I have used Steve twice now on my restorations and he does an outstanding job. I have seen the repro's and they are much duller in appearance compared to his work. I have not heard any complaints on their performance and they look fine on their own, but Steve's finish is superior.
I guess it depends on what your budget is and if you are restoring a driver or more of a show car.
Logged

1969 Z/28 Daytona Yellow/Yellow Houndstooth, Tilt, Fold Down Seat, - POP
1969 Pace Car Original & Highly Optioned - Chassis Broadcast Sheet
Jerry@CHP
CRG Member
*****
Posts: 1445



View Profile Email
« Reply #3 on: December 22, 2010, 12:15:44 PM »

Steve is excellent.

In answer to your questions.  The repro boosters are not technically correct.  NG, Do Not Use, ect!  I hate them!  The impressions are wrong, the Delco stamp is wrong (incorrect aspect ratio letters) and not in the true position.  I have talked with the manufacturer about this and they did not seem interested in correcting these issues.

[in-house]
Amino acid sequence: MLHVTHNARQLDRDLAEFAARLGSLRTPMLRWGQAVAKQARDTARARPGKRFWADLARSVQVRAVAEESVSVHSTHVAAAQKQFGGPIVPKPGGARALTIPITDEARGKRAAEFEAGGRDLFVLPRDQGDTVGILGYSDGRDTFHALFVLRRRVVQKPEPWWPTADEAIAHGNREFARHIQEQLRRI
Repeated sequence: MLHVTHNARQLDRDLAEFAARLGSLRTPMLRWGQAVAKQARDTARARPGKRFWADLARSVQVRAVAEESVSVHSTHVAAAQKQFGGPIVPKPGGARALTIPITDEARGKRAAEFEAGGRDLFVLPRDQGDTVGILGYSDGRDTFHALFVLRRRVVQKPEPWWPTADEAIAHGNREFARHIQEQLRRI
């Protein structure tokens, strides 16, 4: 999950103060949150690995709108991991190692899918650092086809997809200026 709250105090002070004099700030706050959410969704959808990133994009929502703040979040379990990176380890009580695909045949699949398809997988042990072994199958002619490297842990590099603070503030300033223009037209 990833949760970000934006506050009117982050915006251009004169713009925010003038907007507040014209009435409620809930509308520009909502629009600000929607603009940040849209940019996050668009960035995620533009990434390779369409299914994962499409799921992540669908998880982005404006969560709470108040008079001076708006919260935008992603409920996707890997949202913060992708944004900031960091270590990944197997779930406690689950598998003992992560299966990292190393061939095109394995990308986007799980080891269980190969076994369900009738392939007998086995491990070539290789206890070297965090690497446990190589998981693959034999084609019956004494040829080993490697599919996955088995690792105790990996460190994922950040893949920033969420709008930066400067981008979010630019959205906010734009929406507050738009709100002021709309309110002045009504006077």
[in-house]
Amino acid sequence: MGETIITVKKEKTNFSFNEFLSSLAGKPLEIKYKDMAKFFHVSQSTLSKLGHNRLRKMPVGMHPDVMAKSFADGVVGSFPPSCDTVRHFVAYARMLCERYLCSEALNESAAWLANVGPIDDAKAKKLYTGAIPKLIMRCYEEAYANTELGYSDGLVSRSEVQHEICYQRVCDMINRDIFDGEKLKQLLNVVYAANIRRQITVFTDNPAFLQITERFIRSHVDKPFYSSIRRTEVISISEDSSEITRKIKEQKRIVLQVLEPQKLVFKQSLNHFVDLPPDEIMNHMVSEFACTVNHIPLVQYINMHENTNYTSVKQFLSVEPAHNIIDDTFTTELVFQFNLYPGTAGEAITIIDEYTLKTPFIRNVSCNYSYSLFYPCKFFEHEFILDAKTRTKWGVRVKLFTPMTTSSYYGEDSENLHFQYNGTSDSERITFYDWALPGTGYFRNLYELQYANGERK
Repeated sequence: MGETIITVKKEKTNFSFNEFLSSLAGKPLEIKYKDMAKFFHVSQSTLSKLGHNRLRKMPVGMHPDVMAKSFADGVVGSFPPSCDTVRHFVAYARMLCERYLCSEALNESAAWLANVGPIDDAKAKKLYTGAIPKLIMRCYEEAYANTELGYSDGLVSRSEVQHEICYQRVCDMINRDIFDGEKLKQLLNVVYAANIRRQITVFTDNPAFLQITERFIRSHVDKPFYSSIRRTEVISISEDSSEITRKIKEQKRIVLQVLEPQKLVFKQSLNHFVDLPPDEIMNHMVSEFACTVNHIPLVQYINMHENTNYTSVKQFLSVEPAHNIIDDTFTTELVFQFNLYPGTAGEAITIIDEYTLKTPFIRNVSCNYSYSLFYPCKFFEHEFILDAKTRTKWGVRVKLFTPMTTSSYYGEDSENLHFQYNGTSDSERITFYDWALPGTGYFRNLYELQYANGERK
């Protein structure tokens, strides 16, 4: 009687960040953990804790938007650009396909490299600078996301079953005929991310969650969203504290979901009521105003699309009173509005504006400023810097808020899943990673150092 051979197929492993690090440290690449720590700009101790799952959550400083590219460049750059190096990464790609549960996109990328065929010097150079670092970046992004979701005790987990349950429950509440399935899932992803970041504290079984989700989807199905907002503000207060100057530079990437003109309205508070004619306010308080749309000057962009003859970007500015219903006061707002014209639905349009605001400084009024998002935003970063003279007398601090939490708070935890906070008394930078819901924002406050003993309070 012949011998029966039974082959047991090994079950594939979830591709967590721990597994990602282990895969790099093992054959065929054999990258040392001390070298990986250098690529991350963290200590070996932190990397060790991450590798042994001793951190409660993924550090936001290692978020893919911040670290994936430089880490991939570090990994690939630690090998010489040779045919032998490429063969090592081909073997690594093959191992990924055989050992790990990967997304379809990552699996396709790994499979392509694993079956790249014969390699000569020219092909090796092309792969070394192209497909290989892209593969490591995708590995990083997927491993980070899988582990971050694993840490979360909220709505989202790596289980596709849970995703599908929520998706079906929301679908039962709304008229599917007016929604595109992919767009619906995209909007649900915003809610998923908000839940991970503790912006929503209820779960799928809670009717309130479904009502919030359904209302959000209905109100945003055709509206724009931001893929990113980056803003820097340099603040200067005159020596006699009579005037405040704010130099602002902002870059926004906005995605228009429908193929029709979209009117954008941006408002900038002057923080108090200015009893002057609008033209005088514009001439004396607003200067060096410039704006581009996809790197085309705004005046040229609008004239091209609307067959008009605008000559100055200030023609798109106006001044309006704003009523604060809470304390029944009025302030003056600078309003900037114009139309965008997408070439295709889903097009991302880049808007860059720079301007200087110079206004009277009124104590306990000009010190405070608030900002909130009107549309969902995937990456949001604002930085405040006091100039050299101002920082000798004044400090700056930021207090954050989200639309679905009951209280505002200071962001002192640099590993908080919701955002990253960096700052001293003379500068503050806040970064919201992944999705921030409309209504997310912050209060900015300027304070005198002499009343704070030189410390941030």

The good news is CHP is now working with Dave Roberts at the Right Stuff.  I sent him some original booster samples and original check valve.  They are going to make the parts right........with good attention to detail. 

We also restore a lot of boosters and that's why Dave reached out to us for advise from a judging standpoint.

Merry Christmas,

Jerry
Camaro Hi-Performance,
Logged
paceme
Member
***
Posts: 456


View Profile
« Reply #4 on: December 22, 2010, 12:39:55 PM »

I have used Steve twice now on my restorations and he does an outstanding job. I have seen the repro's and they are much duller in appearance compared to his work. I have not heard any complaints on their performance and they look fine on their own, but Steve's finish is superior.
I guess it depends on what your budget is and if you are restoring a driver or more of a show car.